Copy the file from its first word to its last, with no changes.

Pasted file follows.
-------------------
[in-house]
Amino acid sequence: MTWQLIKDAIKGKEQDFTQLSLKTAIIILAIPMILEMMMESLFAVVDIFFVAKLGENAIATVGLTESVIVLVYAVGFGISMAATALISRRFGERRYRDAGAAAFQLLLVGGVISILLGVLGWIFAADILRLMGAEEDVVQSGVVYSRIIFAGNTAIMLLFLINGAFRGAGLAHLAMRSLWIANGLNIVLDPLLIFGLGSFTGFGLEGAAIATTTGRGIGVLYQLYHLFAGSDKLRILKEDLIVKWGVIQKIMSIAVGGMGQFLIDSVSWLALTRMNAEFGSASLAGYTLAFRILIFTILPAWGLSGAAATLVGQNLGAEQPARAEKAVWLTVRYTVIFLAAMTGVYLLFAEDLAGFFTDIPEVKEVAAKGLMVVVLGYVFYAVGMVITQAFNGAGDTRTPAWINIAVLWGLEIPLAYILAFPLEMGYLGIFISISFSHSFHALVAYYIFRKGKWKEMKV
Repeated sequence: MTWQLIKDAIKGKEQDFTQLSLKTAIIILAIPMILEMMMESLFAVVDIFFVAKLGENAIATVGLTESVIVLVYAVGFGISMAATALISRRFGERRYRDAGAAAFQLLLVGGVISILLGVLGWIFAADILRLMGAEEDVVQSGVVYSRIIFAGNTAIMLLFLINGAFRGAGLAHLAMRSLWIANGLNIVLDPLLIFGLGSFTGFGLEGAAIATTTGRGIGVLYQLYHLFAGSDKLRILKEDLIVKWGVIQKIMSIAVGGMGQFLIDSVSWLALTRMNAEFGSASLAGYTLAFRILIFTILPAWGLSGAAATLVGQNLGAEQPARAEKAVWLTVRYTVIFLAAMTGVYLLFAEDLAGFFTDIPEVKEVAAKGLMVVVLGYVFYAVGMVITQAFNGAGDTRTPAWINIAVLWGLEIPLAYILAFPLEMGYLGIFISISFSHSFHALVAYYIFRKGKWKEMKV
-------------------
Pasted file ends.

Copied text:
[in-house]
Amino acid sequence: MTWQLIKDAIKGKEQDFTQLSLKTAIIILAIPMILEMMMESLFAVVDIFFVAKLGENAIATVGLTESVIVLVYAVGFGISMAATALISRRFGERRYRDAGAAAFQLLLVGGVISILLGVLGWIFAADILRLMGAEEDVVQSGVVYSRIIFAGNTAIMLLFLINGAFRGAGLAHLAMRSLWIANGLNIVLDPLLIFGLGSFTGFGLEGAAIATTTGRGIGVLYQLYHLFAGSDKLRILKEDLIVKWGVIQKIMSIAVGGMGQFLIDSVSWLALTRMNAEFGSASLAGYTLAFRILIFTILPAWGLSGAAATLVGQNLGAEQPARAEKAVWLTVRYTVIFLAAMTGVYLLFAEDLAGFFTDIPEVKEVAAKGLMVVVLGYVFYAVGMVITQAFNGAGDTRTPAWINIAVLWGLEIPLAYILAFPLEMGYLGIFISISFSHSFHALVAYYIFRKGKWKEMKV
Repeated sequence: MTWQLIKDAIKGKEQDFTQLSLKTAIIILAIPMILEMMMESLFAVVDIFFVAKLGENAIATVGLTESVIVLVYAVGFGISMAATALISRRFGERRYRDAGAAAFQLLLVGGVISILLGVLGWIFAADILRLMGAEEDVVQSGVVYSRIIFAGNTAIMLLFLINGAFRGAGLAHLAMRSLWIANGLNIVLDPLLIFGLGSFTGFGLEGAAIATTTGRGIGVLYQLYHLFAGSDKLRILKEDLIVKWGVIQKIMSIAVGGMGQFLIDSVSWLALTRMNAEFGSASLAGYTLAFRILIFTILPAWGLSGAAATLVGQNLGAEQPARAEKAVWLTVRYTVIFLAAMTGVYLLFAEDLAGFFTDIPEVKEVAAKGLMVVVLGYVFYAVGMVITQAFNGAGDTRTPAWINIAVLWGLEIPLAYILAFPLEMGYLGIFISISFSHSFHALVAYYIFRKGKWKEMKV